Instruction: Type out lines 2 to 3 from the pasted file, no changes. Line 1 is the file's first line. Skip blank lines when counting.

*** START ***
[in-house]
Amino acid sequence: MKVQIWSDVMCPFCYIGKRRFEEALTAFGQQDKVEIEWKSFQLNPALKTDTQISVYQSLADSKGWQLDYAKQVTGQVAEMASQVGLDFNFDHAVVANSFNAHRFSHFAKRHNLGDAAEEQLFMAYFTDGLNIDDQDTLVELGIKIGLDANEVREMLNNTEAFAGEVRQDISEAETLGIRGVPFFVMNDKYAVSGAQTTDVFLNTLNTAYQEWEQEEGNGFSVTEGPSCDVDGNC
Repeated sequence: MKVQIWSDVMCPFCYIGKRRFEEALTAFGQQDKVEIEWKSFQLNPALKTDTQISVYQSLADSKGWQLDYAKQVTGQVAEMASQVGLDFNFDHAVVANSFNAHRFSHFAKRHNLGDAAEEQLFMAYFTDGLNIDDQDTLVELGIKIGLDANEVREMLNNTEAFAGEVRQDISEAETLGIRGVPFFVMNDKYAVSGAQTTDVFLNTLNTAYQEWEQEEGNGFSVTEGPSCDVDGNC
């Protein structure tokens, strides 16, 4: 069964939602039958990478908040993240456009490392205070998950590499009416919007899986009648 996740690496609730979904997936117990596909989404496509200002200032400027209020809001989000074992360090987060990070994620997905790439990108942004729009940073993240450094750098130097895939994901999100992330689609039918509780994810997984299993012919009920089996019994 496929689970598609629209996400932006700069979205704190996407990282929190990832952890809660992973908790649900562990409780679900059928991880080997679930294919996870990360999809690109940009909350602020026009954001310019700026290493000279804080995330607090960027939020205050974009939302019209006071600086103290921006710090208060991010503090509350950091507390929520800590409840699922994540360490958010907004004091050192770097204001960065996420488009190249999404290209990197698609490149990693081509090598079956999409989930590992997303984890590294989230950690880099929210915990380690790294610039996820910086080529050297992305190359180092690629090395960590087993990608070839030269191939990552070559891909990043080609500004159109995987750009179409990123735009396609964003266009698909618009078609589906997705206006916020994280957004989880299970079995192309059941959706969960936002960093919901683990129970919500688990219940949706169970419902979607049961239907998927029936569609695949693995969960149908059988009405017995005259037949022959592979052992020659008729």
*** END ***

Amino acid sequence: MKVQIWSDVMCPFCYIGKRRFEEALTAFGQQDKVEIEWKSFQLNPALKTDTQISVYQSLADSKGWQLDYAKQVTGQVAEMASQVGLDFNFDHAVVANSFNAHRFSHFAKRHNLGDAAEEQLFMAYFTDGLNIDDQDTLVELGIKIGLDANEVREMLNNTEAFAGEVRQDISEAETLGIRGVPFFVMNDKYAVSGAQTTDVFLNTLNTAYQEWEQEEGNGFSVTEGPSCDVDGNC
Repeated sequence: MKVQIWSDVMCPFCYIGKRRFEEALTAFGQQDKVEIEWKSFQLNPALKTDTQISVYQSLADSKGWQLDYAKQVTGQVAEMASQVGLDFNFDHAVVANSFNAHRFSHFAKRHNLGDAAEEQLFMAYFTDGLNIDDQDTLVELGIKIGLDANEVREMLNNTEAFAGEVRQDISEAETLGIRGVPFFVMNDKYAVSGAQTTDVFLNTLNTAYQEWEQEEGNGFSVTEGPSCDVDGNC